Is Shrinking a Growing Trend?

What does minimalism have to do with innovation? Everything, if you are in an industry like insurance that intersects with people’s stuff.

I have been fascinated hearing my futurist colleagues talk about the subject of minimalism as an emerging trend. While not new, the practice of deliberately ridding one’s self of things that do not add real value to life is apparently gaining traction for a variety of reasons that point to the need to understand it better. Just the fact that I was fascinated by it suggests that I may be a minimalist myself and not even know it. I read an article by Courtney Carver called, “25 Reasons Why You Might Be A Minimalist,” and I saw myself in about 18 of them. The one that made me chuckle the most is, “If you can’t stop giving stuff away, and your dog is afraid he might be next, you may be a minimalist.” I don’t have a dog, which is another sign, but my husband expressed a similar concern to me last year after I spent my entire summer sabbatical finding ways to reduce the amount of stuff in our lives; he wanted to make sure he was not on the list. Minimalism, which might sound like a religion or cult, is sometimes described as having fewer than 100 things in your life. However, it is more of a mindset than it is about strict rules. For example, Steve Martin’s character in the 1979 movie “The Jerk” had a memorable scene where he was running away from home and said, “I don’t need anything. Except this.” (He picks up an ashtray). Then he gradually picks up several other items and says, “The ashtray, this paddle game and the remote control,” etc. etc. until he is laden with stuff that was actually useless, but to him was important. See also: Innovation: ‘Where Do We Start?’   So, what does minimalism have to do with innovation? Everything. If you are in an industry that intersects with people’s stuff. Let’s see, that would be insurance, investments, banking, real estate, education, entertainment, food, packaged goods, appliances, furniture, clothing, media, pets…what isn't included? When an emerging trend intersects with your business and there is a potential new need that your capability can fulfill, that’s called innovation “white space.” New growth opportunities are generally not obvious, so to find them we must triangulate emerging trends/drivers of change with basic human needs that never change, plus the current and potential capabilities of the company. This is the fuzziest of the fuzzy front end of innovation. To get a better idea about how this is done, do this exercise: Pick a trend, such as minimalism and:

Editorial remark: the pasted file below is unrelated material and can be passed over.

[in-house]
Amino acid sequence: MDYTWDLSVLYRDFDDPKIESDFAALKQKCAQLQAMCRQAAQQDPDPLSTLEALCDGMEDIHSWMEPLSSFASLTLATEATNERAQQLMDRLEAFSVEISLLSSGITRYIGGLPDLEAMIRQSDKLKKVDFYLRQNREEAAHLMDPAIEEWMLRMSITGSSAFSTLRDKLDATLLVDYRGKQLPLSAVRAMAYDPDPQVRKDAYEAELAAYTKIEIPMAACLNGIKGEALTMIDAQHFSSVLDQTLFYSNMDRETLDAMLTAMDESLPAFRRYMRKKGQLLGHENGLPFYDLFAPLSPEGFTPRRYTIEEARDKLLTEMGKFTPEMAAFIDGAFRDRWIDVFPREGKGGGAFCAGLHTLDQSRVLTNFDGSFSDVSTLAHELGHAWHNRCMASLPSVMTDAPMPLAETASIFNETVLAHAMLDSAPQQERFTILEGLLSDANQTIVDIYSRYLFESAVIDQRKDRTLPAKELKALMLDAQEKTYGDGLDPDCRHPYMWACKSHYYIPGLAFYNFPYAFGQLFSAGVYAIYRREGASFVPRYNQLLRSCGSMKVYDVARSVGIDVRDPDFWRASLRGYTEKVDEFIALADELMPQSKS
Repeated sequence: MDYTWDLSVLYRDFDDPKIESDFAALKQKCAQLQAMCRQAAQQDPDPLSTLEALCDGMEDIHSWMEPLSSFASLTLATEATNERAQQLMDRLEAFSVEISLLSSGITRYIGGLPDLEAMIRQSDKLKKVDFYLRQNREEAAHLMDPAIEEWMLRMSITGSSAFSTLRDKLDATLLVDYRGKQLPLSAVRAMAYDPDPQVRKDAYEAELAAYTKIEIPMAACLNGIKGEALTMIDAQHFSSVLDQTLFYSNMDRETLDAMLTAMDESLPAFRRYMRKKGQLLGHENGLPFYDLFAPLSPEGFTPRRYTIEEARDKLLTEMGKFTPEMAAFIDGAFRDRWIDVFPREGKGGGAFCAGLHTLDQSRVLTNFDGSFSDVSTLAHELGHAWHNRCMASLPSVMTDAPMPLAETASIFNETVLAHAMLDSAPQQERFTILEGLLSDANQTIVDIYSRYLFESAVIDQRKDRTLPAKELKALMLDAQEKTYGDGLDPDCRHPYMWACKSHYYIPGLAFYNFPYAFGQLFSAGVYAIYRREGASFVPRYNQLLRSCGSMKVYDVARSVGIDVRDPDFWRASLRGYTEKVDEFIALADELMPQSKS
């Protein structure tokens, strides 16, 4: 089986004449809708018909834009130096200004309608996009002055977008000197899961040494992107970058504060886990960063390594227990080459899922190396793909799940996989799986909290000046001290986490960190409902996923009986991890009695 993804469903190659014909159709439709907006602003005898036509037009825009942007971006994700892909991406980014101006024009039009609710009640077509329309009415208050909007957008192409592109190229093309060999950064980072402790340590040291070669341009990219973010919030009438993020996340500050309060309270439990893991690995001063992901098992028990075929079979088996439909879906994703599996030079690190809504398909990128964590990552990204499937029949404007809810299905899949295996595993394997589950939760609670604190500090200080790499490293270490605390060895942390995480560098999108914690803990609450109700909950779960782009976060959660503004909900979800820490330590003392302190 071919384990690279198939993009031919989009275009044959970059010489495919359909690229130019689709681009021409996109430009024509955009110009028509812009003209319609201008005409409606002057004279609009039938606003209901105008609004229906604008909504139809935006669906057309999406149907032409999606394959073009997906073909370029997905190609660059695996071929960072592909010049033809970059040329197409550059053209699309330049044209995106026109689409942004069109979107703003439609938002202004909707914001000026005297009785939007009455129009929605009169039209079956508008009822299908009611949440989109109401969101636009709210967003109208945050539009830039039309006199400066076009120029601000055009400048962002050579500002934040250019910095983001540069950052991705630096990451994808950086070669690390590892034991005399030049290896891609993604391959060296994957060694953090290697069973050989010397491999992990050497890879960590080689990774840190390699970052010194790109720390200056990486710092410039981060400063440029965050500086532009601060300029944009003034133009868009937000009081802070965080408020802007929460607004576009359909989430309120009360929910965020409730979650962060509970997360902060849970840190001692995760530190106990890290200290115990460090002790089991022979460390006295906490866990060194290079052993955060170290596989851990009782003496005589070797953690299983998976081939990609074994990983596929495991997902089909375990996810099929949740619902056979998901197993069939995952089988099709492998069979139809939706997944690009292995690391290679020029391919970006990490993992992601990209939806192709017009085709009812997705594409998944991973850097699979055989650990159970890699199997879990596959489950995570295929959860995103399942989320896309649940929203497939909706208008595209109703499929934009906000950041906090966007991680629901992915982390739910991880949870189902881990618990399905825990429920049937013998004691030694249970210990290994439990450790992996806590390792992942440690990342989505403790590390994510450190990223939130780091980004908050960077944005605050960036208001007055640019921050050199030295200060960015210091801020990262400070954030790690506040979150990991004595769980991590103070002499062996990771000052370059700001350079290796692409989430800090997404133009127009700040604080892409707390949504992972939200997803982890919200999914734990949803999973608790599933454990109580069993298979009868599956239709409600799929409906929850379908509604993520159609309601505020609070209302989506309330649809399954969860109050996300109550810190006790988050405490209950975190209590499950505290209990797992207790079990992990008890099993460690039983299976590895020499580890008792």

1. Choose a human need, such as the need for freedom, stability, simplicity or control (refer to MD Trend Framework Wheel).
  2. Brainstorm many possible future states around how the trend and the need would potentially affect the core of your business competency or provide opportunity.
Here is an example for four different industries. If you cross:
  1. Real Estate: With the need for simplicity, you may imagine that more people in the future may live in tiny homes. If tiny homes are not considered real estate, how would that future hurt you or provide opportunity?
  2. Insurance: With the need for control, you may imagine that people might scrutinize the value of insurance from every direction and expect ultimate transparency. How do products and experiences stack up?
  3. Banking: With the need for stability, you may imagine that more people in the future may pay off their debt faster than they are required to. How does that change your business model?
  4. Education: With the need for freedom, you might imagine that fewer students opt for higher, specialized degrees and instead want real-world experience. If your institution relies on the predictable growth of the student body, how will you lean in?
These are just a few examples. You certainly could, however, imagine many more permutations, combinations and scenarios. So how do you know which ones to bet on? While nothing is guaranteed, there are ways to de-risk your choices through the application of different types of research, understanding what your organization will support and developing your team’s consumer-focused insight and design skills. See also: Can Insurance Innovate?   If you would like to learn more about this topic and how to de-risk the process, please register to attend, or receive the replay of, a WebEx hosted by LOMA and sponsored by LexisNexis Risk Solutions. In the meantime, clean out your closet and see how it makes you feel!

Maria Ferrante-Schepis

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Maria Ferrante-Schepis

Maria Ferrante-Schepis is the managing principal of insurance and financial services innovation at Maddock Douglas.


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